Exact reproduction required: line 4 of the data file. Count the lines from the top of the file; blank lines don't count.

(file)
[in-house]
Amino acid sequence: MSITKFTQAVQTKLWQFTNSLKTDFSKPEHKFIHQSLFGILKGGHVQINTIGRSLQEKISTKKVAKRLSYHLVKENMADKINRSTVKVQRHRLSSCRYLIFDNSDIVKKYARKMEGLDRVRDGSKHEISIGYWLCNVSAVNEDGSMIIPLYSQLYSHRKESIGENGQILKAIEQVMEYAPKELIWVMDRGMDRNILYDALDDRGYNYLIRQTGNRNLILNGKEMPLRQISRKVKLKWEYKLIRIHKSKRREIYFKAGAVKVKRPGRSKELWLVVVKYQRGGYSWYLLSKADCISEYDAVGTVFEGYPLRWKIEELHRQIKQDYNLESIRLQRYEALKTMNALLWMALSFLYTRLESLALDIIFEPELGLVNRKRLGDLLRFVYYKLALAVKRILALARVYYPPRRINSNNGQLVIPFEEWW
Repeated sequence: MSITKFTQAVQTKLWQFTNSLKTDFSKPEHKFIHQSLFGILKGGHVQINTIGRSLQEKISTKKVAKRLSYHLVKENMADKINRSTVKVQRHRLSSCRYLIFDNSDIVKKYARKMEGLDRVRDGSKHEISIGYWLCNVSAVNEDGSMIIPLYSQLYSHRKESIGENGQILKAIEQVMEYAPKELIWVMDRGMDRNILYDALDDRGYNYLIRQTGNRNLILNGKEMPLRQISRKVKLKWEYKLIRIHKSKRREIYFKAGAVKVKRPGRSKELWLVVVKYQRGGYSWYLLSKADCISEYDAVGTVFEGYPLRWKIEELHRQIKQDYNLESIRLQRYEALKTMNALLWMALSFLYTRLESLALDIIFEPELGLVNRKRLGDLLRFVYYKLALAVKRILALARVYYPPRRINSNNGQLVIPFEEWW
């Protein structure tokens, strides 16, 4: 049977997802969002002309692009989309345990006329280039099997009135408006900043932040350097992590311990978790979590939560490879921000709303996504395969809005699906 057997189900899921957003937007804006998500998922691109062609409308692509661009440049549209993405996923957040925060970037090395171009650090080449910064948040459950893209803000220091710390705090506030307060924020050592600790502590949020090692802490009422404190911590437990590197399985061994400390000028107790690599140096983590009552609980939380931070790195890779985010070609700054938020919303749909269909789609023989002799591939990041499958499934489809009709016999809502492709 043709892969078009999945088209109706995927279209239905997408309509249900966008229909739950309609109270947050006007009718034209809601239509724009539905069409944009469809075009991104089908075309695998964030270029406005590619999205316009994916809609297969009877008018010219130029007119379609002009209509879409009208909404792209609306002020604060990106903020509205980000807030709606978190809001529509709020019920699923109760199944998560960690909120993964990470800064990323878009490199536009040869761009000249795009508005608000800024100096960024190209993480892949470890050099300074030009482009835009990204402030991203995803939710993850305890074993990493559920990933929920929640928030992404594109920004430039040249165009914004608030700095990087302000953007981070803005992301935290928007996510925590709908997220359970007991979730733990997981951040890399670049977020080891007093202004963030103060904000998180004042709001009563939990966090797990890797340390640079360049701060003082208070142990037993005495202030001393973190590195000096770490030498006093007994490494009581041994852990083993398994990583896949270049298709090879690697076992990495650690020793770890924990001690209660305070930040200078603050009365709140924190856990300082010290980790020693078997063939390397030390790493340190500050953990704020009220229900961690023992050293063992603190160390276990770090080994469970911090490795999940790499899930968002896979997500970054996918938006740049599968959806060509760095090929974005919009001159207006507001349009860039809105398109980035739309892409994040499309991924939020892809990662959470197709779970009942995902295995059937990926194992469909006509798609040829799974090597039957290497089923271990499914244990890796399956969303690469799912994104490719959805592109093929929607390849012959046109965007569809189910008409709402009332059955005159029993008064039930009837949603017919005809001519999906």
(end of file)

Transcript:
């Protein structure tokens, strides 16, 4: 049977997802969002002309692009989309345990006329280039099997009135408006900043932040350097992590311990978790979590939560490879921000709303996504395969809005699906 057997189900899921957003937007804006998500998922691109062609409308692509661009440049549209993405996923957040925060970037090395171009650090080449910064948040459950893209803000220091710390705090506030307060924020050592600790502590949020090692802490009422404190911590437990590197399985061994400390000028107790690599140096983590009552609980939380931070790195890779985010070609700054938020919303749909269909789609023989002799591939990041499958499934489809009709016999809502492709 043709892969078009999945088209109706995927279209239905997408309509249900966008229909739950309609109270947050006007009718034209809601239509724009539905069409944009469809075009991104089908075309695998964030270029406005590619999205316009994916809609297969009877008018010219130029007119379609002009209509879409009208909404792209609306002020604060990106903020509205980000807030709606978190809001529509709020019920699923109760199944998560960690909120993964990470800064990323878009490199536009040869761009000249795009508005608000800024100096960024190209993480892949470890050099300074030009482009835009990204402030991203995803939710993850305890074993990493559920990933929920929640928030992404594109920004430039040249165009914004608030700095990087302000953007981070803005992301935290928007996510925590709908997220359970007991979730733990997981951040890399670049977020080891007093202004963030103060904000998180004042709001009563939990966090797990890797340390640079360049701060003082208070142990037993005495202030001393973190590195000096770490030498006093007994490494009581041994852990083993398994990583896949270049298709090879690697076992990495650690020793770890924990001690209660305070930040200078603050009365709140924190856990300082010290980790020693078997063939390397030390790493340190500050953990704020009220229900961690023992050293063992603190160390276990770090080994469970911090490795999940790499899930968002896979997500970054996918938006740049599968959806060509760095090929974005919009001159207006507001349009860039809105398109980035739309892409994040499309991924939020892809990662959470197709779970009942995902295995059937990926194992469909006509798609040829799974090597039957290497089923271990499914244990890796399956969303690469799912994104490719959805592109093929929607390849012959046109965007569809189910008409709402009332059955005159029993008064039930009837949603017919005809001519999906």